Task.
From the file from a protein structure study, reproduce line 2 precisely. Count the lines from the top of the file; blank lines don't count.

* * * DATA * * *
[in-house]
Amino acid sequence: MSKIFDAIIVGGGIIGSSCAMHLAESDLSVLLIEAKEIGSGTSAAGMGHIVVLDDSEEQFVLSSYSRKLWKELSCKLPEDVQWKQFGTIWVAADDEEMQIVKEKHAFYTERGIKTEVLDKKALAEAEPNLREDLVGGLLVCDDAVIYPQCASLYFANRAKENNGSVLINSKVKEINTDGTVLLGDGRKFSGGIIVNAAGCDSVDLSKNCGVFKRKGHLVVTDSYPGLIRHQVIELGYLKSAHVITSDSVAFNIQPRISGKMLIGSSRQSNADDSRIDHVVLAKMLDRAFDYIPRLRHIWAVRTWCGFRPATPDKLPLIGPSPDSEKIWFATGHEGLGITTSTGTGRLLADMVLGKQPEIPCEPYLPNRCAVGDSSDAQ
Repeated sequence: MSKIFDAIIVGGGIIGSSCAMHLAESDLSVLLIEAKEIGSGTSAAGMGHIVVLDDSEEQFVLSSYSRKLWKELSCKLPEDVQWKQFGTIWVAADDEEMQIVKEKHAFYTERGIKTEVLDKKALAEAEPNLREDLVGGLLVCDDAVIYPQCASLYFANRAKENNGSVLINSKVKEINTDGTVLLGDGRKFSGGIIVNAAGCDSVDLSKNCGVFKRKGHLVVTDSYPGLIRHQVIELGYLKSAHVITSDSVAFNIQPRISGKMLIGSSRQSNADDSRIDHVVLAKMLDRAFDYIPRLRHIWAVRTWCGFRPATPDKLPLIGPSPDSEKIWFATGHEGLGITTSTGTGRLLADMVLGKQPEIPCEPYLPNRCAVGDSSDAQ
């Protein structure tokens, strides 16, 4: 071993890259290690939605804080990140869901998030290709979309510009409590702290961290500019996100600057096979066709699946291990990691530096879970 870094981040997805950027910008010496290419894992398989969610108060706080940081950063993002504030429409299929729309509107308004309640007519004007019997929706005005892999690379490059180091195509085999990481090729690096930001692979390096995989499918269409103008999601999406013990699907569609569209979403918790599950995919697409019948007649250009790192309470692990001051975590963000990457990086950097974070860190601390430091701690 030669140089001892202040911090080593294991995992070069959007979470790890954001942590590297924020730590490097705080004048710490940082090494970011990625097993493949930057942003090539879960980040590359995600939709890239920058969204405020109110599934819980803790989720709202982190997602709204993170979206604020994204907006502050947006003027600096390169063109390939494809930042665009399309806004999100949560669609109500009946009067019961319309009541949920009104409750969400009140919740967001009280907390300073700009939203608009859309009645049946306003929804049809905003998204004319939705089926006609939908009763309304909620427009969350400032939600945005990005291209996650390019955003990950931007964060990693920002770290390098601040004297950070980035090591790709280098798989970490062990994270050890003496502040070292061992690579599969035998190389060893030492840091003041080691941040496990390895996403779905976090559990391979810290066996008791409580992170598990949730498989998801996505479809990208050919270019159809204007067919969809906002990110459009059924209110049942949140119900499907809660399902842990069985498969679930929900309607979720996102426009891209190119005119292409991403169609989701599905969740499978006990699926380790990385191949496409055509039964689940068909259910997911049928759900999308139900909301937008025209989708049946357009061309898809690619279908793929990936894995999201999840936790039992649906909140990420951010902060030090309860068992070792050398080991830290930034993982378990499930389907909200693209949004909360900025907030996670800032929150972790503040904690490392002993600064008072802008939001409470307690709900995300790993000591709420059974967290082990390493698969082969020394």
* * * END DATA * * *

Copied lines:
Amino acid sequence: MSKIFDAIIVGGGIIGSSCAMHLAESDLSVLLIEAKEIGSGTSAAGMGHIVVLDDSEEQFVLSSYSRKLWKELSCKLPEDVQWKQFGTIWVAADDEEMQIVKEKHAFYTERGIKTEVLDKKALAEAEPNLREDLVGGLLVCDDAVIYPQCASLYFANRAKENNGSVLINSKVKEINTDGTVLLGDGRKFSGGIIVNAAGCDSVDLSKNCGVFKRKGHLVVTDSYPGLIRHQVIELGYLKSAHVITSDSVAFNIQPRISGKMLIGSSRQSNADDSRIDHVVLAKMLDRAFDYIPRLRHIWAVRTWCGFRPATPDKLPLIGPSPDSEKIWFATGHEGLGITTSTGTGRLLADMVLGKQPEIPCEPYLPNRCAVGDSSDAQ